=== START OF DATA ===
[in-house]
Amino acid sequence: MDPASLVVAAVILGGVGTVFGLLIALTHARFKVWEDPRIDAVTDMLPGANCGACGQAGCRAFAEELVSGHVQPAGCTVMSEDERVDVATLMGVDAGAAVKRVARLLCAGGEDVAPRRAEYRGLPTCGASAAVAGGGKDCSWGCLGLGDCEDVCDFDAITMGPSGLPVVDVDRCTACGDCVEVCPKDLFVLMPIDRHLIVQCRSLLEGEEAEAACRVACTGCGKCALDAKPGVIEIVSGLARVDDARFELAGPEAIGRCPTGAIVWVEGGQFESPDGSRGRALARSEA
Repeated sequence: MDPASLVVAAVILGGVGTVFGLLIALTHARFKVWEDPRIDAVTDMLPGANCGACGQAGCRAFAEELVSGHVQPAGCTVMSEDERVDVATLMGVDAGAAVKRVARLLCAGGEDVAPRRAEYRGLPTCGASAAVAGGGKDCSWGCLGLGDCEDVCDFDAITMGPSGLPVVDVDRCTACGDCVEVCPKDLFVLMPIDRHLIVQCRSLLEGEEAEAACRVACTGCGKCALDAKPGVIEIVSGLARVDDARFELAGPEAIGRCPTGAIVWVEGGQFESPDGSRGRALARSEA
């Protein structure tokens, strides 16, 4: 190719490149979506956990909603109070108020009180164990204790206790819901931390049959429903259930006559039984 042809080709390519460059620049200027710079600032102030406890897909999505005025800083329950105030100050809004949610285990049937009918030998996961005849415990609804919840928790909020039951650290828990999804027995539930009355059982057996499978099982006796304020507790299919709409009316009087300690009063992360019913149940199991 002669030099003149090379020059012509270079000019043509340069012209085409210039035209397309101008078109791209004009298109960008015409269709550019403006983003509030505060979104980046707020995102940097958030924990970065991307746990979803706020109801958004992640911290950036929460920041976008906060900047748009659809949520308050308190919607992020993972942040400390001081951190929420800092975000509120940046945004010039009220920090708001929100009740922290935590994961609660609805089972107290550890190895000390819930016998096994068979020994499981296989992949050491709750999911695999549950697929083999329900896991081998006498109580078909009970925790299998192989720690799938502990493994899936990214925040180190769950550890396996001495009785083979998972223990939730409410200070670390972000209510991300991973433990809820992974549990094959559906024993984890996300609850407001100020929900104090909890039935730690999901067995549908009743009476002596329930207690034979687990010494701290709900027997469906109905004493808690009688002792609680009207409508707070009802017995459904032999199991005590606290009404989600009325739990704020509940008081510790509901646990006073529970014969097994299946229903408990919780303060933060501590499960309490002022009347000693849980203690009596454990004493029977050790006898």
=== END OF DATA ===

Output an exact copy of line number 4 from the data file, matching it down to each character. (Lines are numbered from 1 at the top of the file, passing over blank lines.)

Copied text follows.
């Protein structure tokens, strides 16, 4: 190719490149979506956990909603109070108020009180164990204790206790819901931390049959429903259930006559039984 042809080709390519460059620049200027710079600032102030406890897909999505005025800083329950105030100050809004949610285990049937009918030998996961005849415990609804919840928790909020039951650290828990999804027995539930009355059982057996499978099982006796304020507790299919709409009316009087300690009063992360019913149940199991 002669030099003149090379020059012509270079000019043509340069012209085409210039035209397309101008078109791209004009298109960008015409269709550019403006983003509030505060979104980046707020995102940097958030924990970065991307746990979803706020109801958004992640911290950036929460920041976008906060900047748009659809949520308050308190919607992020993972942040400390001081951190929420800092975000509120940046945004010039009220920090708001929100009740922290935590994961609660609805089972107290550890190895000390819930016998096994068979020994499981296989992949050491709750999911695999549950697929083999329900896991081998006498109580078909009970925790299998192989720690799938502990493994899936990214925040180190769950550890396996001495009785083979998972223990939730409410200070670390972000209510991300991973433990809820992974549990094959559906024993984890996300609850407001100020929900104090909890039935730690999901067995549908009743009476002596329930207690034979687990010494701290709900027997469906109905004493808690009688002792609680009207409508707070009802017995459904032999199991005590606290009404989600009325739990704020509940008081510790509901646990006073529970014969097994299946229903408990919780303060933060501590499960309490002022009347000693849980203690009596454990004493029977050790006898």